On any given Sunday at my church, we might sing a Jewish chorus or an African-American spiritual. We'll definitely sing at least one hymn that those of us under the age of 45 have never heard before. You might hear strains of an old Twila Paris song on piano or children singing "Jesus loves me." This morning in children's Sunday School we paraded around the room with tambourines and shakers singing a song from the musical Godspell.
We are a strange rag-tag bunch of ecclesiastically promiscuous worshippers, coming from a variety of traditions (Baptist, Jewish, Catholic, non-denominational, you-name-it) and including a handful of cradle Episcopalians, too. We are PhDs and food stamps, we are blue-collar and white-collar, we are pierced and tattoed hipsters, buttoned-down professors, and permanent-wave grannies.
We have all found a home in an old stone building in a depressed midwestern downtown.
For more than 120 years, the congregation of Gethsemane Episcopal has met in Marion, Indiana. Over the last fifty years, this midwestern town has seen a severe economic downturn. Factories moved overseas or shut down (technology changed, and tvs didn't need those little glass tubes inside, anymore) and people who had grown up expecting a certain kind of job and a certain kind of life now couldn't find any kind of job at all.
Resisting opportunities to move to richer neighborhoods, Gethsemane remains in its historic location, consistently attentive to the needs of the stressed downtown population. It has also become a home for many students and professors from nearby Indiana Wesleyan University and Taylor University. With an emphasis on reconciliation, the church is a haven for all kinds of people in need of refuge.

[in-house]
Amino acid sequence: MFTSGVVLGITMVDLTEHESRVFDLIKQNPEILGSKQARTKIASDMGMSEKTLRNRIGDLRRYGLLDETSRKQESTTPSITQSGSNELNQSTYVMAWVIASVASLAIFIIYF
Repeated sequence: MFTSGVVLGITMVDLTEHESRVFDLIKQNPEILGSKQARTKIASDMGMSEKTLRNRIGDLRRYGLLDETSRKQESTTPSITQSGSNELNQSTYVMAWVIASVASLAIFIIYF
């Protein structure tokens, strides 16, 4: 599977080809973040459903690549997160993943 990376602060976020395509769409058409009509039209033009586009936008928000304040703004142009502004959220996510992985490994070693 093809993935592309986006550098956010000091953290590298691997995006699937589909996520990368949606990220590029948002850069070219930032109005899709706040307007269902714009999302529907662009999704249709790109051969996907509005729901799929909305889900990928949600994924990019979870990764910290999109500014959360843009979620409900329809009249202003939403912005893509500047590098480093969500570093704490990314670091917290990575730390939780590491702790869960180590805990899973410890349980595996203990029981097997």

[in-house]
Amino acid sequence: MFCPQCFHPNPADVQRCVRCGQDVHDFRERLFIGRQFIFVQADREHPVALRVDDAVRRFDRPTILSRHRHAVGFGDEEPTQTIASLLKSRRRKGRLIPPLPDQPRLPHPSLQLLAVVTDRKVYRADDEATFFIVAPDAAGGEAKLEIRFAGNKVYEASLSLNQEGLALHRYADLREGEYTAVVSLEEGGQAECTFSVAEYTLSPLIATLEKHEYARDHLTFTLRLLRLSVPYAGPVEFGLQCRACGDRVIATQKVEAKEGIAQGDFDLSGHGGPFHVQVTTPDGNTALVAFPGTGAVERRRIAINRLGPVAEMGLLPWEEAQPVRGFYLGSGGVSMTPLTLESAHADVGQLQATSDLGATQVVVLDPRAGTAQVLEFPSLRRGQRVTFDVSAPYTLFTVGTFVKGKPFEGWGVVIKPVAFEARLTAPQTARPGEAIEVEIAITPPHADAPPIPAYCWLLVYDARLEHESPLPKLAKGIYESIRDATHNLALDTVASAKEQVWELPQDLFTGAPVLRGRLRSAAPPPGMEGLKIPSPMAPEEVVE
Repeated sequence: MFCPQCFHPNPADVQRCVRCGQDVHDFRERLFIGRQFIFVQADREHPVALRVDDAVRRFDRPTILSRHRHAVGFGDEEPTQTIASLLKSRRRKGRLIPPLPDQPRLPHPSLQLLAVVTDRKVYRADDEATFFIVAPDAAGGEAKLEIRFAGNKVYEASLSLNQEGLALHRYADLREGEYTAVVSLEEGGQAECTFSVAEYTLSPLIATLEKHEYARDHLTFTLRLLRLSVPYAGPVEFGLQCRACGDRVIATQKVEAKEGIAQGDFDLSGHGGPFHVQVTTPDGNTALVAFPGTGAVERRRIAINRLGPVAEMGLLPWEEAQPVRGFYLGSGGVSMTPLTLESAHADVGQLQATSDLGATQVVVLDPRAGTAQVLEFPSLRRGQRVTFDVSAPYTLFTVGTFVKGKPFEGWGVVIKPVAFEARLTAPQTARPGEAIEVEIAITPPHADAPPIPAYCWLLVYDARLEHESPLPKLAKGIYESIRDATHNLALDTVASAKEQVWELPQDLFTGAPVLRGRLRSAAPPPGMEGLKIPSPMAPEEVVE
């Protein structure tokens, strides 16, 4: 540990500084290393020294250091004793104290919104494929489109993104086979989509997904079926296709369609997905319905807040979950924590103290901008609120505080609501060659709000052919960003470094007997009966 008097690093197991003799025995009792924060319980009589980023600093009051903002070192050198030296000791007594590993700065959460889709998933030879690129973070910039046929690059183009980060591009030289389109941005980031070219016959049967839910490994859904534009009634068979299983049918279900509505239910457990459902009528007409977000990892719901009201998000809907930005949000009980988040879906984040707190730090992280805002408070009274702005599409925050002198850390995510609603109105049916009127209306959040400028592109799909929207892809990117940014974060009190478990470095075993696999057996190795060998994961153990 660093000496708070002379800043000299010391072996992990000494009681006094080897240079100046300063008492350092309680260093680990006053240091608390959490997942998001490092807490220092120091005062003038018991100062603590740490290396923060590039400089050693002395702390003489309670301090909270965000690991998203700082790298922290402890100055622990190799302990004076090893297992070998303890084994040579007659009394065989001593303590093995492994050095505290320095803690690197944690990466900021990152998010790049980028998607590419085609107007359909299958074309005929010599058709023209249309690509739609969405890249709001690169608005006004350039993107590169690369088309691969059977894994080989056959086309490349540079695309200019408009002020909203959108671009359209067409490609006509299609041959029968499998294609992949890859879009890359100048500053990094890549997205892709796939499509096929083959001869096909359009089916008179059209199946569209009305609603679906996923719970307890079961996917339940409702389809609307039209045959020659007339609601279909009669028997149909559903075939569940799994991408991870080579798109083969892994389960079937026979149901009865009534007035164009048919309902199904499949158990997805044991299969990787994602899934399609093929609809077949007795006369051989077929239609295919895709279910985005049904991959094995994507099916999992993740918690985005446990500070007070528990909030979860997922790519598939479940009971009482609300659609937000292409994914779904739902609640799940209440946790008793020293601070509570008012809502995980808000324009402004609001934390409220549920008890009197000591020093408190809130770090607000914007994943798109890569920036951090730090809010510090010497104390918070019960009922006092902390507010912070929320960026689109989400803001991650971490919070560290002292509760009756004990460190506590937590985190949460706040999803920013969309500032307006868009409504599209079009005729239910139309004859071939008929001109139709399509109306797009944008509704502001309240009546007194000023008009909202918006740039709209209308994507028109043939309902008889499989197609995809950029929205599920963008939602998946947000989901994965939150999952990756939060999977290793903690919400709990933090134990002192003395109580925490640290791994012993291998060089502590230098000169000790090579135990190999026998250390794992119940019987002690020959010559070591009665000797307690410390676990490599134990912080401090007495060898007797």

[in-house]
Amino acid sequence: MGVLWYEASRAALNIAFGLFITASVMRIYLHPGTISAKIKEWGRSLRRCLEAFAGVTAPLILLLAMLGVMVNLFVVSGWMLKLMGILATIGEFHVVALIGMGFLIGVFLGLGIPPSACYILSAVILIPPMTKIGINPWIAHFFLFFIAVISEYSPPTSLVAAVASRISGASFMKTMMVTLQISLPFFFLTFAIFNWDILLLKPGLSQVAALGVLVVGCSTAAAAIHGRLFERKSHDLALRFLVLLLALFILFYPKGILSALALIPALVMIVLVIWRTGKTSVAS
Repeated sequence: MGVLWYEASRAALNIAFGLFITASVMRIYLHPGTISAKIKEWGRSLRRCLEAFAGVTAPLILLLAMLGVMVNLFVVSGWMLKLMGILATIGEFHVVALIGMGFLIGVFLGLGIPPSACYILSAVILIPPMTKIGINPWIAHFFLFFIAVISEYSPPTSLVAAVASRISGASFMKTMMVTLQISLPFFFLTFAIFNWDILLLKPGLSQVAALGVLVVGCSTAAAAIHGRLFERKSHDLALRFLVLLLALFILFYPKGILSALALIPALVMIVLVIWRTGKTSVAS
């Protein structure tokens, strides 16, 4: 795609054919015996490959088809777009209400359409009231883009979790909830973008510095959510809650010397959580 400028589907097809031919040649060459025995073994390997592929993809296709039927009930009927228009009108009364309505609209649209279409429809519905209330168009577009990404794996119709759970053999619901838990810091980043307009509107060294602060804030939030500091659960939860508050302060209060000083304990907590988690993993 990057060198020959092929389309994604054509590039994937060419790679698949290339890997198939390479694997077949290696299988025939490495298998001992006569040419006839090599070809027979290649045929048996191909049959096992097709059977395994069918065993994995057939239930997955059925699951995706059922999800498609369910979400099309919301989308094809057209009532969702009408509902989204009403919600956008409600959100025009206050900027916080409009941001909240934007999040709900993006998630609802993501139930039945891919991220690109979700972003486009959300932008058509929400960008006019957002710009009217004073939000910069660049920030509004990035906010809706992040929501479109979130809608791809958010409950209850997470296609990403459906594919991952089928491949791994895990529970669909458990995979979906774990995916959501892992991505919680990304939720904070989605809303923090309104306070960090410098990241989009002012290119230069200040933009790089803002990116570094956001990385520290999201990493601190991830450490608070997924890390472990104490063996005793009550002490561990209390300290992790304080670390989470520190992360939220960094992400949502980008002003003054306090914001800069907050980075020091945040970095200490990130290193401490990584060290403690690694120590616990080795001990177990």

I've written before about my church, and how I love the liturgy, eucharist, and people. I love the church's commitment to serving the poor and to preaching the gospel.
But Gethsemane has also felt the effects of the changing town economics. Gethsemane operates based on congregational giving and a trust fund, but funds are low. Alerted to the church's need, Jack suggested we work to compile a benefit album. Past and current church members alike contributed Christmas songs over the past three weeks. The songs and styles represent the diversity of our congregation.
There are professional musicians playing on this album, and there are children plunking piano keys. There are beautiful harmonies and missed notes, pauses and hiccups, glimpses of transcendence and discordant moments -- a lot like life in the church. All in all, it's like being crowded into the living room with your grandparents and your cousins and taking turns on the piano and guitar (with a little organ thrown in for good measure). We are not professionals, but we are lovers, and isn't that how the church works best, anyway?
Purchase the album on bandcamp, or hit us up in person to get the ugly sweater sleeve with the disc.
All proceeds from this album go directly to supporting the life and ministry of Gethsemane Episcopal Church. Please give generously.